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HUMA project at SAWL
 Human Asia (humanasia@humanasia.org)     2011년 11월 07일    3,152  

[Report] HUMA project at SAWL

Ye-seul Kim,

Suwon Academy of World Languages

Members of international volunteer group were in search of next project, one member suggested a campaign by HUMAN ASIA that connects supporters with those in need: through toys. The idea was great: supporters making toys themselves and putting them up for adoptions, thereby making other people involved. Initially, only a few students could afford to participate in the program because of the high cost. However, I was pleased to learn that HUMAN ASIA was willing to share the cost in order to facilitate more student participation, which enabled many students to participate in the meaningful campaign to make HUMA.

*Named after HUMAN ASIA, HUMA is the name of the doll organization promotes for one its campaign, HUMA project.

On July 14th, the program was attended by students of the Russian language department and the UNESCO volunteer group. At the beginning, I wasn’t too serious about what I was doing. But after learning from Ms. Jeonglim Kim, the Secretary-General of HUMAN ASIA about the dire situations Nepalese children face every day, I felt more responsibility towards the project. HUMAN ASIA is currently supporting the children in extreme poverty in Kathmandu, but there are still many abandoned children waiting for aid. I tried to do my best hoping that pretty toys that we make would help more children.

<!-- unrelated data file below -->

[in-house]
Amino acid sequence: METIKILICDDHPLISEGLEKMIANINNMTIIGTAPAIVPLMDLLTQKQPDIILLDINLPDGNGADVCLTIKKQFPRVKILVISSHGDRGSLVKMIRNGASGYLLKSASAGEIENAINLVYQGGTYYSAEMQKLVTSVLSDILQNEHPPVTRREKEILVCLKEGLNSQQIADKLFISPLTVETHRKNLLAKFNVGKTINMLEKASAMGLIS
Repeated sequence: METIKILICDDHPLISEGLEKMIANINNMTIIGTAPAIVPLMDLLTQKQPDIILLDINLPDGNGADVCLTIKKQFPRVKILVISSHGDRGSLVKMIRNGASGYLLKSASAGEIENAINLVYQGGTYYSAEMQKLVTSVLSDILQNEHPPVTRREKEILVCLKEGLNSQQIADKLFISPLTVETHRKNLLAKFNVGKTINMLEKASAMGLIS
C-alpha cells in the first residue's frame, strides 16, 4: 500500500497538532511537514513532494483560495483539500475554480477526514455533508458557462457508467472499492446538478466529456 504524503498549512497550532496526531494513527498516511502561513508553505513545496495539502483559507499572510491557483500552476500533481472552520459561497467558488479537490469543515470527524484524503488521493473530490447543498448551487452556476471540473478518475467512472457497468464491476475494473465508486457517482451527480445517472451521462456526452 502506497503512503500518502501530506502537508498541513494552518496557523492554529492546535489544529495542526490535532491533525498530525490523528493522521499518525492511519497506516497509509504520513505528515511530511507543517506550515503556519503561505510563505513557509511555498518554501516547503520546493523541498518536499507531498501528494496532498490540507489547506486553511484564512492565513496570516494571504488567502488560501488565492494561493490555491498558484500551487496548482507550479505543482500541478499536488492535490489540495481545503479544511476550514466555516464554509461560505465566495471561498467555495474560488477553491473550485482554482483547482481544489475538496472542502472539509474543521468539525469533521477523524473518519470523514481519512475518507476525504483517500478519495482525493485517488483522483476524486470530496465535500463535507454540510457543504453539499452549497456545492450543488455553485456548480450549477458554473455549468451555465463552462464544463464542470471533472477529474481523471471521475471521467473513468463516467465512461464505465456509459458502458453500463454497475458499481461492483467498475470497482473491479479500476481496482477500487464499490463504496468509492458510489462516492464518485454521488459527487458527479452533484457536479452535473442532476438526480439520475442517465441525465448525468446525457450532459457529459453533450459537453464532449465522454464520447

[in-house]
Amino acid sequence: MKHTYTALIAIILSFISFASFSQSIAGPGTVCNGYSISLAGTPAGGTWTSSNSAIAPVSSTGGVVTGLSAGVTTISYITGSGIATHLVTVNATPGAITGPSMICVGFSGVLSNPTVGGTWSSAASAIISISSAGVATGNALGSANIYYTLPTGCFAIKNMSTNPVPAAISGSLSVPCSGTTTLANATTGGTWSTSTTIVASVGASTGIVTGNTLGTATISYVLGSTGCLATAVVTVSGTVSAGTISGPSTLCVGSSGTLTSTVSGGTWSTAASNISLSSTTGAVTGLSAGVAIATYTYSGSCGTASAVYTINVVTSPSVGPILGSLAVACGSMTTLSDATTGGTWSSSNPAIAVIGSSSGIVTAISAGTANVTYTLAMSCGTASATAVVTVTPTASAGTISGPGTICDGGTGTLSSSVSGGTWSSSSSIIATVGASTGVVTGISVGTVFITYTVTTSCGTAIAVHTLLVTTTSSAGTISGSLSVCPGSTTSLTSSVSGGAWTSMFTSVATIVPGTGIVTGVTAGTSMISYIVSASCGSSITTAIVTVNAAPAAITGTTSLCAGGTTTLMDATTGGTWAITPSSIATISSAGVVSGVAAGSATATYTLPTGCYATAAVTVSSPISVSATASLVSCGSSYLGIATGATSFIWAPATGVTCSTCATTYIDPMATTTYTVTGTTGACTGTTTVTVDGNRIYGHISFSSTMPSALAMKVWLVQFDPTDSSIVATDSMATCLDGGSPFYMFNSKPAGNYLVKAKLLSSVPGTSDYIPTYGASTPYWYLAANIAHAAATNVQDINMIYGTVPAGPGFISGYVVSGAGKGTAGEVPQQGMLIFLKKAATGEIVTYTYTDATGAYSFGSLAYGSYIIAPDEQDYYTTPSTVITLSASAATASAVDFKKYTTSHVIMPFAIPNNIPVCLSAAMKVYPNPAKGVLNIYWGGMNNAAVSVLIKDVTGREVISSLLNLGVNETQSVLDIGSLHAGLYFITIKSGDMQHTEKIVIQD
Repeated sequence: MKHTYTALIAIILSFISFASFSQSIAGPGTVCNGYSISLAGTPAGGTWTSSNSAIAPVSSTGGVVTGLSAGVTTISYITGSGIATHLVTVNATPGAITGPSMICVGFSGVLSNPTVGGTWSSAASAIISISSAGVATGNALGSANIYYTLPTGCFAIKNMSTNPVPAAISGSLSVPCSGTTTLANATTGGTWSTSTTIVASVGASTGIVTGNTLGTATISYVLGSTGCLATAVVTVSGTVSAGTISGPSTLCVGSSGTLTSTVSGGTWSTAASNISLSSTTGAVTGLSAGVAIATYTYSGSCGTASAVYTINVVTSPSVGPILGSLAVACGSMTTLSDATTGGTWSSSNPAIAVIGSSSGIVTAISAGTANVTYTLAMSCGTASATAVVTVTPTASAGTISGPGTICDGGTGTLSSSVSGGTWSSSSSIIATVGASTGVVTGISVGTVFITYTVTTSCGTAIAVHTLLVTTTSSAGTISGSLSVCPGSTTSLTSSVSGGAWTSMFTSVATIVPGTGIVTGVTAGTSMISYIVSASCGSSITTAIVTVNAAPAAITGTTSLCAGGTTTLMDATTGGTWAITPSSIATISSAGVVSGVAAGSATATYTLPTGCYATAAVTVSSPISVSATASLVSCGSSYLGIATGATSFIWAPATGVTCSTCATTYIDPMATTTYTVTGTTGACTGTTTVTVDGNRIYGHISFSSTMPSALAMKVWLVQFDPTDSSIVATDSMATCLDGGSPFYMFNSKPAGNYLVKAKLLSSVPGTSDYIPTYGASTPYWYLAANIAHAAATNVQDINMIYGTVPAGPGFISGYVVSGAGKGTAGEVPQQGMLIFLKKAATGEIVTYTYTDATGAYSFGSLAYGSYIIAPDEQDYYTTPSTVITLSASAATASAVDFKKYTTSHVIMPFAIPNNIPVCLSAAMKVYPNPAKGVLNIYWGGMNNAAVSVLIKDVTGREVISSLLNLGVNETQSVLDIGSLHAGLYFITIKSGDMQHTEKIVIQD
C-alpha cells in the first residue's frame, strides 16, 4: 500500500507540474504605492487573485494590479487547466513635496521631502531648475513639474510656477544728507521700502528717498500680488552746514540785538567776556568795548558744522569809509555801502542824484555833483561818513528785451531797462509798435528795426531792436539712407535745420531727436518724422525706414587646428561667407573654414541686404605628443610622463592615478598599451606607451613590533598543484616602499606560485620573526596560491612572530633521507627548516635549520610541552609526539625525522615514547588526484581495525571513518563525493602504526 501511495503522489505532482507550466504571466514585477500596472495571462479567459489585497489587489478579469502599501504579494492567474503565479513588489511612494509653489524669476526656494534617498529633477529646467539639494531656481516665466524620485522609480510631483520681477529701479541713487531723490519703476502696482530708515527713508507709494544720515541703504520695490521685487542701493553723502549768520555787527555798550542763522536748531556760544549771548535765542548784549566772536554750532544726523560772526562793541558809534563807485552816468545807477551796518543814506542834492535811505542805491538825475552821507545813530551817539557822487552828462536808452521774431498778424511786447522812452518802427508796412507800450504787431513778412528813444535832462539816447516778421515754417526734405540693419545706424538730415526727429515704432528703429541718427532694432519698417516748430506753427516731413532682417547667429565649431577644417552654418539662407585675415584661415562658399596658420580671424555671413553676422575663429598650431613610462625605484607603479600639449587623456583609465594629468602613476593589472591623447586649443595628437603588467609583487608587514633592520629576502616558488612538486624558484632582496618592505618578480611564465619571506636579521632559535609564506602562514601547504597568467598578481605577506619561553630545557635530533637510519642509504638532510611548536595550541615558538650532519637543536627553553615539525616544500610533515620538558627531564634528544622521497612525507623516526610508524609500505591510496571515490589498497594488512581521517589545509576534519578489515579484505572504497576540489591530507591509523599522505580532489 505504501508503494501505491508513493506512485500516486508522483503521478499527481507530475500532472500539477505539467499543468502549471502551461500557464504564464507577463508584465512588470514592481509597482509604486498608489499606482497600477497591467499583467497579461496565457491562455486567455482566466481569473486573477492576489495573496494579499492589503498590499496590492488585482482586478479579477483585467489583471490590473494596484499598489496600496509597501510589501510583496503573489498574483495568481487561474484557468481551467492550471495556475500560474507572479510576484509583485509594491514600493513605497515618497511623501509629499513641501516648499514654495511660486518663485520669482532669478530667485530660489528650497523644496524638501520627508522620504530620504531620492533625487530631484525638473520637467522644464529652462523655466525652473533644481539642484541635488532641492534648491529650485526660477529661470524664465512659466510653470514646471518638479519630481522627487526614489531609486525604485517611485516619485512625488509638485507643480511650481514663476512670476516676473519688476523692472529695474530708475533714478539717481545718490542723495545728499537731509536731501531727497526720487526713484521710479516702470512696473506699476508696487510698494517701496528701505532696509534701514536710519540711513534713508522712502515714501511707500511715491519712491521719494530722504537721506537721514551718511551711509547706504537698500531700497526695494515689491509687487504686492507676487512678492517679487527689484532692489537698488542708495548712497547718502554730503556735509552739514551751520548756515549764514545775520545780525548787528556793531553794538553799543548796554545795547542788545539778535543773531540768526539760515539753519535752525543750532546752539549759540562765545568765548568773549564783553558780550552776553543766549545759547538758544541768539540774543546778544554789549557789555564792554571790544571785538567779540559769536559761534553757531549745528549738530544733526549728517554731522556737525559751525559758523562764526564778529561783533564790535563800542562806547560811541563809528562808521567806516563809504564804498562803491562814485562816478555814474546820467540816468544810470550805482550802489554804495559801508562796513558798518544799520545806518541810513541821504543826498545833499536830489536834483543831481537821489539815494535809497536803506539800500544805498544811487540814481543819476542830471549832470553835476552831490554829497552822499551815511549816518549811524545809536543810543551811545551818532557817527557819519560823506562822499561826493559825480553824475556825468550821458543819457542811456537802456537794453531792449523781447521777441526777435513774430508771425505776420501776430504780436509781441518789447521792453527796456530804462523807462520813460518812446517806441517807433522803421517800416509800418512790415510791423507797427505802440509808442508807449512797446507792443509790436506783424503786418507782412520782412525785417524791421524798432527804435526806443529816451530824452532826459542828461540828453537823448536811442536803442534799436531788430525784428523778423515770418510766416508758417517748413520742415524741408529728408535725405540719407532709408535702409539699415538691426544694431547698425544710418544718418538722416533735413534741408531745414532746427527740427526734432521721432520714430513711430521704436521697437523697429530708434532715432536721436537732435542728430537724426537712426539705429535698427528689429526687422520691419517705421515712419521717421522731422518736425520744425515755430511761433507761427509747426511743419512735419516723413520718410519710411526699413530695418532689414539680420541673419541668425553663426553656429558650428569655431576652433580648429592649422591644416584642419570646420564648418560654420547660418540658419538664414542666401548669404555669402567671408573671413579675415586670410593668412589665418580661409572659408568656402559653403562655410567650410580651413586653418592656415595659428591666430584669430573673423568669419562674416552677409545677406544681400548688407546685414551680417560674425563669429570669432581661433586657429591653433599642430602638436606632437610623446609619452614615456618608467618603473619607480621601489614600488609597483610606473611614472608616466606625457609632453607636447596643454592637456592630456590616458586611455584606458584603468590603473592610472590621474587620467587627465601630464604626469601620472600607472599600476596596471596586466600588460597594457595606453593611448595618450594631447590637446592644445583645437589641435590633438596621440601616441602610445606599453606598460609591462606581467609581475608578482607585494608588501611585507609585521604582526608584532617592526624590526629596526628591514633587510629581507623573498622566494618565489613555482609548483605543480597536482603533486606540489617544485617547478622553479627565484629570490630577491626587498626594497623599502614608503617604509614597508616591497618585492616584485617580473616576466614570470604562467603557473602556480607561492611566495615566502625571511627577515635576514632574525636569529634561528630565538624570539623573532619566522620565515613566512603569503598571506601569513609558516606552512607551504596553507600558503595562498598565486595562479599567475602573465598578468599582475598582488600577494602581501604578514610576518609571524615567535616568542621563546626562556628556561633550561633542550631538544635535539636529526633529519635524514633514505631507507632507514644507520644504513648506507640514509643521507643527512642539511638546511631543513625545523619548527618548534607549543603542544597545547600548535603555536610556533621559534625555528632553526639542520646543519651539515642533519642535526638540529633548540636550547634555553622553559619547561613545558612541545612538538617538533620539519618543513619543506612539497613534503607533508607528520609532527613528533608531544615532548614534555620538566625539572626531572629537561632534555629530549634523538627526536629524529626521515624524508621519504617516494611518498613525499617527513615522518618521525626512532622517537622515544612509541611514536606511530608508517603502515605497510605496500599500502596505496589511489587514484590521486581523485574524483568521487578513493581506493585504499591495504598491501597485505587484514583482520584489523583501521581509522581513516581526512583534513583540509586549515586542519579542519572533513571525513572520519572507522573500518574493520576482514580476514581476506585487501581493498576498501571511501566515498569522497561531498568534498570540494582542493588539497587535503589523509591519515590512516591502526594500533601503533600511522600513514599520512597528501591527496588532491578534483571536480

I did make up my mind to do my best, but it wasn’t that easy when I actually tried to do it myself. I was afraid that I would mess it up. However, kind instructors from Lusy & Friends taught me how to make a lovely doll, patiently answering all my questions. So I could make the toy more easily. Moreover, with the help of my science teacher, I could make pretty oufit for my HUMA. When I looked at my friends, I could see even male students immersed themselves in making their own HUMAs. Two hours were given but I skipped the study hall to make more accessories and shoes on my HUMA. After sewing black buttons for eyes, and the colored threads to the toys’ heads, and finally, drawing happy faces, all of us found ourselves calling their HUMAs ‘child’. This is why it is said that the toys are adopted, not sold. Everyone seemed so attached to them that they named and took photos with their ‘children’.

I was so impressed to see my fellow students taking their time off, making toys with great care. Also, I was excited at the thought of helping Nepalese children with precious toys. Adopters, for their part, would feel happy not only to aid children in Nepal and but to adopt them.



 It is very meaningful that I could aid those in need with the HUMA I made myself. Every thread was meaningful. I really appreciate HUMAN ASIA for helping us through the campaign. I felt proud and impressed that around 65 students had gathered to make toys with love and care. We felt happy. HUMA adopters will feel happy. And the children in Nepal will be happier. I hope more and more people could enjoy happiness by taking part in the campaign.

 Translated by, Sunbok Lee, Ewha Womans University GSTI